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5 Programming Languages Aspiring Web Developers Should Know

Eleanor Hecks Eleanor Hecks April 26, 2022

programming languages

Web developers must understand at least a few programming languages to effectively navigate programs and design frameworks. Learning new skills isn’t easy. Coding is a lot like learning a new verbal language, with all the rules and intricacies of dialects.   

Which Programming Language Should I Learn First?  

Hundreds of different coding options exist. Most teachers and expert programmers will tell you it doesn’t matter which language you learn first, just get started. There are popular ones, such as Python and HTML, and a few less popular options.   

In Stack Overflow’s 2021 Developer Survey, researchers found the most popular coding language was JavaScript at 64.96%, followed by HTML/CSS and Python. Adopting a language early and being at the forefront of working with it can pay off in increased job opportunities and chances to be in ground floor development. Learning a little about each may help you decide where to start.   

1. Python  

Many universities and even high schools start teaching coding via Python. It’s arguably one of the easiest languages to learn because it is so predictable. The bytecode-compiled language is a short and flexible option. Users can learn the bare basics in a single session and build knowledge from there. People use Python to develop software, websites, and data analysis.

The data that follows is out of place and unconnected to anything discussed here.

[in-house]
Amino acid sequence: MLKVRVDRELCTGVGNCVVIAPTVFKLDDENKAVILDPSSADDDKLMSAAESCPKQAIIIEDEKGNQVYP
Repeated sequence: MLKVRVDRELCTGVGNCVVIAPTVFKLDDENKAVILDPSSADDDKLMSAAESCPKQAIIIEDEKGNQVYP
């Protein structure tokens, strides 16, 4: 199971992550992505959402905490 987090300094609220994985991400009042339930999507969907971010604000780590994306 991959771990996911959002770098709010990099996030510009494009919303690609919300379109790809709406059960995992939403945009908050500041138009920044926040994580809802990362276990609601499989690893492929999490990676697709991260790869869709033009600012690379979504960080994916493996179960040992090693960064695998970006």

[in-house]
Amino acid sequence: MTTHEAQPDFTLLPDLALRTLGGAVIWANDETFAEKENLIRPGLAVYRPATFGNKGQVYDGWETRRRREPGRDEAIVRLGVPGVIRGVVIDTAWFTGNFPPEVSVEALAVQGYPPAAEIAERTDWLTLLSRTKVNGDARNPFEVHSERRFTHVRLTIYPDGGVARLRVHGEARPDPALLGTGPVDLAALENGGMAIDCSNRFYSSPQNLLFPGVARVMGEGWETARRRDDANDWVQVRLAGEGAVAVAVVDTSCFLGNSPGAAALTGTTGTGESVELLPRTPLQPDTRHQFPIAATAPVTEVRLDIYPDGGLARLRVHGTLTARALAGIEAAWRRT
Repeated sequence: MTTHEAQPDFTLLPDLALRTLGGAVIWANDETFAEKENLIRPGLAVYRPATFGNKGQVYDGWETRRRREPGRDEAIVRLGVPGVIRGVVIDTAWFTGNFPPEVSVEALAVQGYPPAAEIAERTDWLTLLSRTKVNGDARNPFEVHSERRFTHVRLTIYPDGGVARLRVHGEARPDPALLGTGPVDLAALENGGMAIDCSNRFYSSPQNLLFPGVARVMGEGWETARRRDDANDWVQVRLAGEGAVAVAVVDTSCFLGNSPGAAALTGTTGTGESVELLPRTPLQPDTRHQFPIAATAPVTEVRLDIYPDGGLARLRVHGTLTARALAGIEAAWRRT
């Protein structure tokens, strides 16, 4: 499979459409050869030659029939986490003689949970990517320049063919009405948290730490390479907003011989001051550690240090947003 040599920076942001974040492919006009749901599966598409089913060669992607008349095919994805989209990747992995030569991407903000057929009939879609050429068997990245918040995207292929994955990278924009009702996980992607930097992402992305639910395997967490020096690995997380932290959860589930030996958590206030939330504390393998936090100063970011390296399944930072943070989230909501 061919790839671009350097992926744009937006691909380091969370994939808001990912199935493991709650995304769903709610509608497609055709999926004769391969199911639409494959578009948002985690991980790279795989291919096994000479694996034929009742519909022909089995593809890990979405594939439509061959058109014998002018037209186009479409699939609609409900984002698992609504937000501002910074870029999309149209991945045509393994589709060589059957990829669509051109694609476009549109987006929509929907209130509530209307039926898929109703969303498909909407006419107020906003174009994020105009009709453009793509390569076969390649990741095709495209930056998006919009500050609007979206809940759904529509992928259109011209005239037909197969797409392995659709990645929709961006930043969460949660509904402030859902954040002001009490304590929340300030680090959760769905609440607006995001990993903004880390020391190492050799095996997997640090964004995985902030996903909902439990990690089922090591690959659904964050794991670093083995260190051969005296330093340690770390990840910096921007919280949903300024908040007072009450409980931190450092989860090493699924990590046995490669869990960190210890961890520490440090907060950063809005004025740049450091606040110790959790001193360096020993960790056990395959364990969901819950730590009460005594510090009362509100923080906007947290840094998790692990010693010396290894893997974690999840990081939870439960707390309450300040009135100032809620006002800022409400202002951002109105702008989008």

2. HTML/CSS  

HTML consistently ranks as one of the top programming languages. It’s most commonly used to create websites and set the background color, font, and placement of elements, such as images and text.   

CSS stands for Cascading Style Sheets. CSS and HTML work hand in hand to create the overall look and structure of a website.   

3. Roc  

Roc is a programming language compiled for machine code rather than JavaScript. Richard Feldman created Roc in 2018 to have an Elm-like language for uses outside the abilities of Elm. The program will have numerous applications for symbolic computation and software development.   

4. Elixir  

Elixir is often used to build applications. One of the advantages of Elixir is the ability to scale a project up as your company grows. So, if you need an application but expect to add features later, this is a good one to look at.   

5. Nim  

Nim is a compiled systems programming option. You’ll recognize elements of Python, Ada, and Modula when working with it. Nim’s syntax is easy to learn and uncluttered. It’s also easy to make modifications.   

Choosing the Best Programming Language for Your Needs  

There are hundreds of programming languages and new ones are developed consistently. Many feeds off previous versions, adding new features or simplifying existing options.   

The best thing to do is choose a popular language, learn it and perfect your use of it. You can then expand into other languages that make sense for your work as a developer. It’s impossible to know all the languages, but you’ll find many built on one another, so if you understand one, you’ll easily understand others.  

About the Author 

Eleanor Hecks is editor-in-chief at Designerly Magazine. Eleanor was the creative director and occasional blog writer at a prominent digital marketing agency before becoming her own boss in 2018. She lives in Philadelphia with her husband and dog, Bear. 

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